While you were worrying about labor, supply chains, and inflation, you might have missed the news that U.S. economic growth slowed from July through September to just 2%. That’s below even the tortoise-like pace that defined growth in the decade before the pandemic. It’s also a far cry from the sonic 6.7% growth we saw in the second quarter of this year.
The delta-variant was behind the economic downshift, as another uptick in cases limited our rebound. Now, with viral outbreaks re-contained, the outlook for GDP in the final three months of 2021 will hinge on Main Street’s ability to navigate the big three: Hiring bottlenecks, inflation, and supply shortages.
Last week, government data showed that the jobs market rebounded in October from a two-month slump caused by the delta variant. The economy created more than 600,000 private-sector jobs and hiring was widespread across goods-producing companies and the service sector.
Strong gains, to be sure, but the numbers still don’t add up. The U.S. still has 4.2 million fewer workers than it did pre-pandemic. That’s even though job openings for August hit 10.4 million, just shy of an 11 million record set the month before.
Plenty of available jobs and plenty of available workers adds up to plenty of hiring, right? Not exactly.
Labor shortages are among Main Street’s most common business complaints. Labor force participation still is 1.7 percentage points below where it was before the pandemic. Even as employers impatiently tapped their feet waiting to make hires, workers weren’t rushing to apply.
But things are changing. The delta variant is coming under control and young children now have access to the vaccine (sigh of relief heard from parents across the country).
If October is any indication, Main Street will continue to see job gains in coming months.
Consumer spending drives growth in the short term. What drives the economy in the long run is a growing and more productive workforce. Business investment can help drive productivity by automating certain job functions. But to grow the workforce we need people to be lured back to work.
If “unprecedented” was the most overused word in 2020 to describe the pandemic, “transitory” has to be the most overused word in 2021 to describe inflation.
Back before the pandemic, the slow and steady pace of price growth meant the Fed could keep interest rates low. Now the Fed is staring down a future in which it might have to raise rates to slow inflation just as economic growth starts to peter out.
The Fed raised interest rates amid a slowdown in growth in the 1970s. Modern monetary policy frowns on that sort of approach now, but it’s where we could end up if high inflation sticks around.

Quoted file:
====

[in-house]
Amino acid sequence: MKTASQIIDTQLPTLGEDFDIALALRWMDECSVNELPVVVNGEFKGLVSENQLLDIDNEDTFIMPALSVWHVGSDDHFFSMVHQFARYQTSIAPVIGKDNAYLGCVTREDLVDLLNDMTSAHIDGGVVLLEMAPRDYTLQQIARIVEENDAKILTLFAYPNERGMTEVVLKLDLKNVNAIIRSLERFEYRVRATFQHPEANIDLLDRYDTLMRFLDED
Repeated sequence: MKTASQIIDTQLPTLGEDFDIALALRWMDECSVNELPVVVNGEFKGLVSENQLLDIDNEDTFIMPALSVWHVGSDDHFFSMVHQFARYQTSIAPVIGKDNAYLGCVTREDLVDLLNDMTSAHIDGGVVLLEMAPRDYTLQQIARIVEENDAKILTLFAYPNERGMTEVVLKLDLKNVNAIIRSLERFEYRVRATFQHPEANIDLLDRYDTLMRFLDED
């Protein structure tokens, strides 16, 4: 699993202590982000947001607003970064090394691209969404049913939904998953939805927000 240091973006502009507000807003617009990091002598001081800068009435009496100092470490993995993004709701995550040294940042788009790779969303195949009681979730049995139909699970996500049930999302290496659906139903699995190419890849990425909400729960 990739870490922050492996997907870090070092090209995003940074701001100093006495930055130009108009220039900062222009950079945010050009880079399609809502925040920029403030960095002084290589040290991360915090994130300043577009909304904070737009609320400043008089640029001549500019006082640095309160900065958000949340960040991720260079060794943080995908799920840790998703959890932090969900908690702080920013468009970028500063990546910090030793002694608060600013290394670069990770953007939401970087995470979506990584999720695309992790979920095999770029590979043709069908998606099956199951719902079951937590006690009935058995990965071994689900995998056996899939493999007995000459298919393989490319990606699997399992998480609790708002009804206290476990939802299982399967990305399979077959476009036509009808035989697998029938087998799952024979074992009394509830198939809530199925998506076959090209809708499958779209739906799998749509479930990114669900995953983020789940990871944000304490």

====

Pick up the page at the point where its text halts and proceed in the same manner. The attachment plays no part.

For a year, the Fed’s refrain has been that once the effects of the pandemic recede, price growth will slow.
Main Street, take note. That doesn’t mean prices will fall back to pre-pandemic levels. It means only that they won’t rise as fast.
“Transitory” is an amorphous word. Does it mean three months? Six months? A year or more? No one really knows, because a key cause of inflation — the pandemic — is unprecedented, as are our current shortages.
Which brings us to our third problem.
I won’t spend a lot of time discussing supply shortages because we’ve recently written about it here. One thing I’d add is that a big reason growth slowed so much in the third quarter is that there wasn’t enough stuff, mainly cars and trucks, available for people to buy.
There are plenty of ways an economist can be helpful, but Main Street sees a lot of things for itself and doesn’t need someone like me to tell them what’s going on. Bare store shelves are one of those things.
The fact that many of us will soon be shopping for the holidays will bring home the fact there are fewer goods in stores and online than we’d like.
The economy has come a long way since the depth of last year’s downturn. But a lot of the growth can be attributed to unprecedented monetary and fiscal support. Now the Fed is withdrawing some of that monetary support and congressional purse strings spent directly on households have tightened.
The infrastructure bill passed by the House last week, could boost growth, but it’s main impact will mostly land years, as opposed to months, in the future.
That means that in the final three months of the year, Main Street will need to navigate the big three of hiring bottlenecks, inflation and supply shortages with less government aid than it had in the earlier days of the pandemic.
The good news is Covid-19 cases are going down, with the seven-day moving average dropping 33% last week from a month earlier. A final retreat of the pandemic would be the best way to end the year.